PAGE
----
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General practice bucks trend in increasing NHS workforce

The NHS workforce in England increased by 1.5 per cent last year, but general practice staffing levels fell

Ingrid Torjesen

Wednesday, 28 February 2018

The number of full-time equivalent (FTE) staff working in the NHS in England has increased by 1.5 per cent (17,900) since 2016, according to figures released by NHS Digital.

At 30 September 2017, there were 1.21 million FTE staff working for the NHS in England, compared to 1.20 million at the same point in 2016, says the report Healthcare Workforce Statistics – September 2017, Experimental.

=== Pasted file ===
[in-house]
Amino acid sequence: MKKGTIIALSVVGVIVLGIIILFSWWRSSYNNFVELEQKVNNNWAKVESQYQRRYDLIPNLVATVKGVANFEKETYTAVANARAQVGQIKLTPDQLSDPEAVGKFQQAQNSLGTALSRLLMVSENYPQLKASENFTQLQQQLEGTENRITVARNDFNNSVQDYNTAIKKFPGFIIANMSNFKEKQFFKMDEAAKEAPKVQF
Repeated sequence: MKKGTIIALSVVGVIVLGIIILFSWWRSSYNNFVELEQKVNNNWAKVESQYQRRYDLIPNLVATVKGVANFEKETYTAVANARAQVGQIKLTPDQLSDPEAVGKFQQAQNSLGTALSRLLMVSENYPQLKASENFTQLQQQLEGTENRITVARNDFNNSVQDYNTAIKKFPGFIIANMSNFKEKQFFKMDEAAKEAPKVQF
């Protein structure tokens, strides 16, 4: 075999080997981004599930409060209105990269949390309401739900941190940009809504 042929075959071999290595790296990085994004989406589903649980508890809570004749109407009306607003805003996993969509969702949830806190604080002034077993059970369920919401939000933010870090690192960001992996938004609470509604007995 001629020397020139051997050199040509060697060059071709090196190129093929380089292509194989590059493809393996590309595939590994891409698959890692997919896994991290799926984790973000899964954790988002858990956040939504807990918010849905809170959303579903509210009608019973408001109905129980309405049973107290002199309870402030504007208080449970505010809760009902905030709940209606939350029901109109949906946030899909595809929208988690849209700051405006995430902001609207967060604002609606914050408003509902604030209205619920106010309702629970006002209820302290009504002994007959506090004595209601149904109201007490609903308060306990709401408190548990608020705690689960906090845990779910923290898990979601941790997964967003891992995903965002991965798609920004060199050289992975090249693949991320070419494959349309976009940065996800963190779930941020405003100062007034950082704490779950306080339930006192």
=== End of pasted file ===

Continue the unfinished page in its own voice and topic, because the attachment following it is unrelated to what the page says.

On this date there were 1.05 million staff working for NHS trusts and CCGs compared to 1.04 million at the same point in 2016. Of these 569,000 FTEs were professional qualified clinical staff - an increase of 1.3 per cent since 2016, including 52,800 FTE hospital doctors in training (an increase of 2.4 per cent) and 45,800 FTE consultants (an increase of 3.4 per cent).

Final figures for General Practice, at 30 September 2017, show that there were 33,100 FTE GPs (excluding locums) - a decrease of 2.2 per cent (742) on 2016. In addition, there were 15,800 FTE nurses in GP practices (a decrease of 0.2 per cent) and 75,200 FTE GP Direct Patient Care and admin staff numbers (a decrease of 0.2 per cent).

The report also lists the number of people in the independent sector healthcare workforce providing NHS-commissioned services as 46,900 FTEs as of 30 September 2017.

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